((eta$0$3: Int) => scala.this.Predef.intWrapper(eta$0$3))

As an aside: it's pretty simple to run scalac -Xprint:typer from within Eclipse by using an 'External Tool'. This works well if you do not need to specify a classpath for scalac. If you do need to specify a classpath, things get a little tricky. I have not found anything obvious that will allow me to run an external tool with the classpath of the current Eclipse project. To do this, I make use of a little utility class that I have written; this class is available in the scrisca code repo. A screenshot of how this is used is shown below:

Let's talk next about the origins of implicits...


Implicits have their origin in Haskell type classes. I have only recently started learning Haskell, so I'm going to tread into relatively unknown territory here. But I think a comparison of implicits to type classes is instructive - so I am going to just forge on ahead and try to talk about this as well as I can.

Type classes were added to Haskell to make ad-hoc polymorphism less ad-hoc. Take operator overloading for example. With operator overloading, there are multiple versions of a function for different types, and the compiler inserts a call to the correct one based on the actual arguments to the function. As opposed to this, a generic (or parametrically polymorphic) function has just one implementation that works across a family of types.

Type classes within Haskell are a mechanism to tame ad-hoc polymorphism, bring it into the type system of the language, and to enable the writing of generic code based on the additional information provided by type classes in situations which would otherwise have required ad-hoc overloading. Let us look at an example:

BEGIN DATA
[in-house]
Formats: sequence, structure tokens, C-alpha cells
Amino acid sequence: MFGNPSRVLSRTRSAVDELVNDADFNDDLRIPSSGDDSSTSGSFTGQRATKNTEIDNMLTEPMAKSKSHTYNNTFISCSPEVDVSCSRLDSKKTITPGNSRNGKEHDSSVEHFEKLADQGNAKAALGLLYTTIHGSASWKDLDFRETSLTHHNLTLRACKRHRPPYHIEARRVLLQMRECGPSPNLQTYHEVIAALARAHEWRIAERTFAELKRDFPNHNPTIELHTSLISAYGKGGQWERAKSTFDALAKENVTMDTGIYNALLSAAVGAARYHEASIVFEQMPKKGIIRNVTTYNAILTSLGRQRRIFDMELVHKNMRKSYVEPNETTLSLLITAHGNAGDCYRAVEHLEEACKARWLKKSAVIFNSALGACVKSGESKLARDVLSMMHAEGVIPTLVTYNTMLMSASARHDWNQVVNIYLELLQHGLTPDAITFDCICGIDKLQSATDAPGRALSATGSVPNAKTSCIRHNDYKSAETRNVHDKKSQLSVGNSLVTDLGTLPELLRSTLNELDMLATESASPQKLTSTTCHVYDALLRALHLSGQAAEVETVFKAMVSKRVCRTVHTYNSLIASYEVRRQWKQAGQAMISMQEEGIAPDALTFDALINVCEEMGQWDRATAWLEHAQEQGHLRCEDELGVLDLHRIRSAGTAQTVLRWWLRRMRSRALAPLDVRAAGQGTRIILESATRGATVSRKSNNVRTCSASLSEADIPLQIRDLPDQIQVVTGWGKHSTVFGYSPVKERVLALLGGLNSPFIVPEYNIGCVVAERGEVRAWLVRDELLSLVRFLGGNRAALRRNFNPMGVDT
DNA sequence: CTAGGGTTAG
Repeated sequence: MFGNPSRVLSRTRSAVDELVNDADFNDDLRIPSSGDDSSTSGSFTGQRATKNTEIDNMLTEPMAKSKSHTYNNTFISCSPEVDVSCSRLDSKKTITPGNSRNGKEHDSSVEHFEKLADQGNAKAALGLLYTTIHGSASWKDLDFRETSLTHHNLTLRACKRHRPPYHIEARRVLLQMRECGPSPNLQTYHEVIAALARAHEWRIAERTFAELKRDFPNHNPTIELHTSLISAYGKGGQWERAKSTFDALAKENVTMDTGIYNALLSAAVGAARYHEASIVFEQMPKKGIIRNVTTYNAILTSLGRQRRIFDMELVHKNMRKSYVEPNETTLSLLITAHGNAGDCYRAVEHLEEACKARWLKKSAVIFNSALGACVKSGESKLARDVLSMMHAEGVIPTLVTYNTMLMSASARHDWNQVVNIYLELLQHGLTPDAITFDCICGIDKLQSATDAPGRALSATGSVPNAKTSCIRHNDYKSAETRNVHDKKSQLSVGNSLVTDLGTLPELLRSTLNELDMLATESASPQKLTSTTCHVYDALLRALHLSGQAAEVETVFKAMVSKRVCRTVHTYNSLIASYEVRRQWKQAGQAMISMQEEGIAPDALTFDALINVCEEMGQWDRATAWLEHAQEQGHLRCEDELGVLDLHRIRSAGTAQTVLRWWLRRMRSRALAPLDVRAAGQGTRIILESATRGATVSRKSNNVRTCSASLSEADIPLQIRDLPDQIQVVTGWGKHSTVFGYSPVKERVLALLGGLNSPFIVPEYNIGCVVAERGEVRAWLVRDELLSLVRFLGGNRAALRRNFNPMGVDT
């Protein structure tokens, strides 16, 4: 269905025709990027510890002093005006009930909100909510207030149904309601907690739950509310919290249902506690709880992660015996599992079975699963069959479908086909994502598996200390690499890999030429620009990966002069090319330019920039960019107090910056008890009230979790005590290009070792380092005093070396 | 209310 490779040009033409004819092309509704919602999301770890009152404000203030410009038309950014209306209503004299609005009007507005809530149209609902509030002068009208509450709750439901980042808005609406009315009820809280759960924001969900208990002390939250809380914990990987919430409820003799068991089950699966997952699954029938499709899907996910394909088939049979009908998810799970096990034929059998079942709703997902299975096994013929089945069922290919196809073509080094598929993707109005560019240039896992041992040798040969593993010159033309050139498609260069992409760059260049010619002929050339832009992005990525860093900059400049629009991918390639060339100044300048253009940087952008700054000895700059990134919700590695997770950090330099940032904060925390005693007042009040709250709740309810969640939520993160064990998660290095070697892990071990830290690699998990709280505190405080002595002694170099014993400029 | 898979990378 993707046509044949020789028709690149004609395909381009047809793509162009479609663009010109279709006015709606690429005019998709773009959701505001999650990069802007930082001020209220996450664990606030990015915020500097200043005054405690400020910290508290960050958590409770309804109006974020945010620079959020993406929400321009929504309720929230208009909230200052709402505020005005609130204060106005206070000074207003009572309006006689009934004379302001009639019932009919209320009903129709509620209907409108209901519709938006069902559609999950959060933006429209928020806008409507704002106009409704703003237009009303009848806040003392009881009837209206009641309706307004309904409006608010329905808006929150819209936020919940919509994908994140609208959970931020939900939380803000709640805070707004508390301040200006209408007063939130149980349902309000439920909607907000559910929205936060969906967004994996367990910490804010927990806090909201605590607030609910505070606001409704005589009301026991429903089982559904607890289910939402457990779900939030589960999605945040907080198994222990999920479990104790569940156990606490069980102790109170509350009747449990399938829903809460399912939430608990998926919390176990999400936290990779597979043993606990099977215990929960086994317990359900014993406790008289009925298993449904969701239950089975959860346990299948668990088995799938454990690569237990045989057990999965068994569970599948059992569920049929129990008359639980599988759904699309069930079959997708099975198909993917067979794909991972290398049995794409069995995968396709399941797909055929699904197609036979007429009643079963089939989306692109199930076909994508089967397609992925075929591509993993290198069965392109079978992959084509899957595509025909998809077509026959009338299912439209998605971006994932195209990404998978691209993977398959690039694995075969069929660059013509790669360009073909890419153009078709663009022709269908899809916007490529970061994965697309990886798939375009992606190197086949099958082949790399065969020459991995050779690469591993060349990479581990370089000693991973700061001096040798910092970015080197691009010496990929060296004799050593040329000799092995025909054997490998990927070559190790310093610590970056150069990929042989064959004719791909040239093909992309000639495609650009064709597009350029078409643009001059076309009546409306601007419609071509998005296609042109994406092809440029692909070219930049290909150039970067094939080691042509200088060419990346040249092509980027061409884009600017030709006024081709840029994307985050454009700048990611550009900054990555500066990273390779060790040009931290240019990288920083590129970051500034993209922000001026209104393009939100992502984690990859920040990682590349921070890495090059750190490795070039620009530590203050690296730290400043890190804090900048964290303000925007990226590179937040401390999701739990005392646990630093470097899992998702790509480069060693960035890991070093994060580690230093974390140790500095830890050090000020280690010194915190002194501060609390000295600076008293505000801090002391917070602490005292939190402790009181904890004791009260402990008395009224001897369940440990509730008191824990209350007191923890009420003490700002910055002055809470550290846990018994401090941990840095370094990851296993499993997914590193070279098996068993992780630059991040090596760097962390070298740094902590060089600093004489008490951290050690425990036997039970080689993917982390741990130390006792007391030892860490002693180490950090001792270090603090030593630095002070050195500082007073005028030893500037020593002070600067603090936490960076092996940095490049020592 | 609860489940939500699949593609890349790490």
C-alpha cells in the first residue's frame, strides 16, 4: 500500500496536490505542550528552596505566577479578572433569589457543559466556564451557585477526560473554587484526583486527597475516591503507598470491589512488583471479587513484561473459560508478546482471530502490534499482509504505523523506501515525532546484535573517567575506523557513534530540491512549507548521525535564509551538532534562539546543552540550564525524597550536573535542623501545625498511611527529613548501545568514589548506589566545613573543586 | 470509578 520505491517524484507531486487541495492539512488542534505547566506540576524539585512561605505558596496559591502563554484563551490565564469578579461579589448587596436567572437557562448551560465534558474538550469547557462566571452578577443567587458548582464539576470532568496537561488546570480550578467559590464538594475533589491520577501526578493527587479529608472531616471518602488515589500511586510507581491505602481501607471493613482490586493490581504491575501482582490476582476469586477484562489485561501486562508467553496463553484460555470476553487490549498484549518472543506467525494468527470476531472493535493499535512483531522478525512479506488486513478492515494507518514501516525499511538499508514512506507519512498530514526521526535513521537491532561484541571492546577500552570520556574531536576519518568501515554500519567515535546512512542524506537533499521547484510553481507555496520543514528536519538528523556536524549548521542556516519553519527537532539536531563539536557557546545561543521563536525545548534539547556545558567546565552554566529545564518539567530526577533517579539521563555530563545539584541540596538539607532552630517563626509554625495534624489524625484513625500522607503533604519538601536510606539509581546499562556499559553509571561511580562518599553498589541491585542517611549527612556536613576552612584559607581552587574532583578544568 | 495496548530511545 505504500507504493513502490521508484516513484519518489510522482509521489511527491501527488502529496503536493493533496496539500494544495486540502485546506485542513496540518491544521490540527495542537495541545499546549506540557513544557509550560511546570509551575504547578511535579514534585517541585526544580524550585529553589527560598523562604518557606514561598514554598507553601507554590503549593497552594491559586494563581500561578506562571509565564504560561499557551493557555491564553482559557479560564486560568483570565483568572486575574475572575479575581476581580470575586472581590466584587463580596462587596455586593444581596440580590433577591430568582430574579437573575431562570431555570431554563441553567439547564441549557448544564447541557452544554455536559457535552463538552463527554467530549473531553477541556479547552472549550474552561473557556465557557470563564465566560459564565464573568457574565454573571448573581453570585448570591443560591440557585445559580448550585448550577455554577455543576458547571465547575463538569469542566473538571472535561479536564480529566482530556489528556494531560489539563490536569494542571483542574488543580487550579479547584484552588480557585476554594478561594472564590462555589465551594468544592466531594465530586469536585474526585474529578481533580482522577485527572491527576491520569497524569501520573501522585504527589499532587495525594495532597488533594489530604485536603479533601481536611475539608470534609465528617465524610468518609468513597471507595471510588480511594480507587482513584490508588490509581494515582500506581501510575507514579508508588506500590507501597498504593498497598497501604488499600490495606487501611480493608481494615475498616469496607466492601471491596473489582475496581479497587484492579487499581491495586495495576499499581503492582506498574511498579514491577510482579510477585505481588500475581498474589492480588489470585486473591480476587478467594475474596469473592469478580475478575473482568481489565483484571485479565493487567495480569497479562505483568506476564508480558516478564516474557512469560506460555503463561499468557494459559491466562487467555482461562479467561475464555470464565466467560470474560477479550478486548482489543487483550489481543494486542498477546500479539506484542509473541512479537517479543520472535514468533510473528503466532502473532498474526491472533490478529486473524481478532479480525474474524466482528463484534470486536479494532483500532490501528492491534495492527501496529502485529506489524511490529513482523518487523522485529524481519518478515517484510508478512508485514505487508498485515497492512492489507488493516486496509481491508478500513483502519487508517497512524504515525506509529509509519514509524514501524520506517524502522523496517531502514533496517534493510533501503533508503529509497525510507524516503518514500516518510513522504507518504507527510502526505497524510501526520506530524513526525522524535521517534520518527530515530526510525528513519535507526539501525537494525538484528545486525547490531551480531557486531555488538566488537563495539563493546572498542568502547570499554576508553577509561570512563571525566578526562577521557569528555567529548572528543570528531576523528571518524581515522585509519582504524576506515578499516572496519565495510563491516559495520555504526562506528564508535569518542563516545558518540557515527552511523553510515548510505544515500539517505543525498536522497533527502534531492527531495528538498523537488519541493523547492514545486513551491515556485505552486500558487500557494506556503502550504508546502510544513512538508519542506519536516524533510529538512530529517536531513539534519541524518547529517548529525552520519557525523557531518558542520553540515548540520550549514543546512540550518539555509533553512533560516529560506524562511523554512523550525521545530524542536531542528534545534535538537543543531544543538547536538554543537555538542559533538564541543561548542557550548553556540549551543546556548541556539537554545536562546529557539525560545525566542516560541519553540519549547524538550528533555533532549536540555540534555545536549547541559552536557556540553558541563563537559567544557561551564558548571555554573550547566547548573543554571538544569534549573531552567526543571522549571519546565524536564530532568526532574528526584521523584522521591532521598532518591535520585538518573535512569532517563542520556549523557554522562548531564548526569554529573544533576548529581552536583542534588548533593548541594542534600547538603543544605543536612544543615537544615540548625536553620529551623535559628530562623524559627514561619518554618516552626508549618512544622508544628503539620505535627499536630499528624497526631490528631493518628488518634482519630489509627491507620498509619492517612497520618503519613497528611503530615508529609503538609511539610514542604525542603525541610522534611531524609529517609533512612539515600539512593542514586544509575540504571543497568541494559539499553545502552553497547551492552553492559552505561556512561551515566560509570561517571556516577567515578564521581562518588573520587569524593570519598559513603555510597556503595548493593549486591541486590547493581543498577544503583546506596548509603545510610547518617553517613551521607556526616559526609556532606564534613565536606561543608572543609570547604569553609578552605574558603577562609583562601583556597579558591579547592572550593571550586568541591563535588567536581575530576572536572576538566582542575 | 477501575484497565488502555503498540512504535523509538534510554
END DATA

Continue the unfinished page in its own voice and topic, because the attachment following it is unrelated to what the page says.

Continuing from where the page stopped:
class MyEq a where
eql, neql :: a -> a -> Bool
neql x y = not (eql x y)

instance MyEq Int where
eql x y = x == y -- cheat and just use the (==) from the Eq type class

instance MyEq Char where
eql x y = x == y -- cheat and just use the (==) from the Eq type class

member :: MyEq a => a -> [a] -> Bool
member x [] = False
member x (y:ys) | x `eql` y = True
| otherwise = member x ys

In the code fragment above, MyEq is a type class that defines the eql and neql operations. Int and Char are made instances of this class. Finally, member is a generic function that can work with lists of both Ints and Chars.

The same thing in Scala looks like this:
trait MyEq[a] {
def eql(other: a): Boolean
def neql(other: a): Boolean = !eql(other)

object MyEq {
implicit def fromInt(n: Int): MyEq[Int] = new MyEq[Int] {
def eql(other: Int): Boolean = n == other

implicit def fromChar(c: Char): MyEq[Char] = new MyEq[Char] {
def eql(other: Char): Boolean = c == other

object MyEqFuncs {
def member[A <% MyEq[A]](a: A, as: List[A]): Boolean = as match {
case Nil => false
case (x::xs) => if (a.eql(x)) true else member(a, xs)

So how does Haskell implement type classes? Haskell translates the following code:
class MyEq a where
eql, neql :: a -> a -> Bool